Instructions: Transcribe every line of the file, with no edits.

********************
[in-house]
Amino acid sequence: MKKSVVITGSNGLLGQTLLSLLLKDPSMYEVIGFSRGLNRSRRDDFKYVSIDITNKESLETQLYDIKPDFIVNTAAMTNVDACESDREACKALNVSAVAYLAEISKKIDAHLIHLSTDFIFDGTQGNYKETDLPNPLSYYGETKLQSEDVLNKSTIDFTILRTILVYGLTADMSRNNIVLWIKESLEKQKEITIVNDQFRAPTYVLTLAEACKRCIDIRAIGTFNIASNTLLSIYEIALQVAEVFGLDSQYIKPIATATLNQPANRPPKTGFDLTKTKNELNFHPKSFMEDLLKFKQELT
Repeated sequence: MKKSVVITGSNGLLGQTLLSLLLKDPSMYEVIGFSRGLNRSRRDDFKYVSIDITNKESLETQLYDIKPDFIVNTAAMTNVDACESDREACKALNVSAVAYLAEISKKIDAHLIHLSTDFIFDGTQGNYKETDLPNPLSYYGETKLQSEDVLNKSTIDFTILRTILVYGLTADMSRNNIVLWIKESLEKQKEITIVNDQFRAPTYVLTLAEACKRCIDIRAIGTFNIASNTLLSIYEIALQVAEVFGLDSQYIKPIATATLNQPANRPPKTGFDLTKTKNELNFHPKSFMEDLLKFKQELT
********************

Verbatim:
[in-house]
Amino acid sequence: MKKSVVITGSNGLLGQTLLSLLLKDPSMYEVIGFSRGLNRSRRDDFKYVSIDITNKESLETQLYDIKPDFIVNTAAMTNVDACESDREACKALNVSAVAYLAEISKKIDAHLIHLSTDFIFDGTQGNYKETDLPNPLSYYGETKLQSEDVLNKSTIDFTILRTILVYGLTADMSRNNIVLWIKESLEKQKEITIVNDQFRAPTYVLTLAEACKRCIDIRAIGTFNIASNTLLSIYEIALQVAEVFGLDSQYIKPIATATLNQPANRPPKTGFDLTKTKNELNFHPKSFMEDLLKFKQELT
Repeated sequence: MKKSVVITGSNGLLGQTLLSLLLKDPSMYEVIGFSRGLNRSRRDDFKYVSIDITNKESLETQLYDIKPDFIVNTAAMTNVDACESDREACKALNVSAVAYLAEISKKIDAHLIHLSTDFIFDGTQGNYKETDLPNPLSYYGETKLQSEDVLNKSTIDFTILRTILVYGLTADMSRNNIVLWIKESLEKQKEITIVNDQFRAPTYVLTLAEACKRCIDIRAIGTFNIASNTLLSIYEIALQVAEVFGLDSQYIKPIATATLNQPANRPPKTGFDLTKTKNELNFHPKSFMEDLLKFKQELT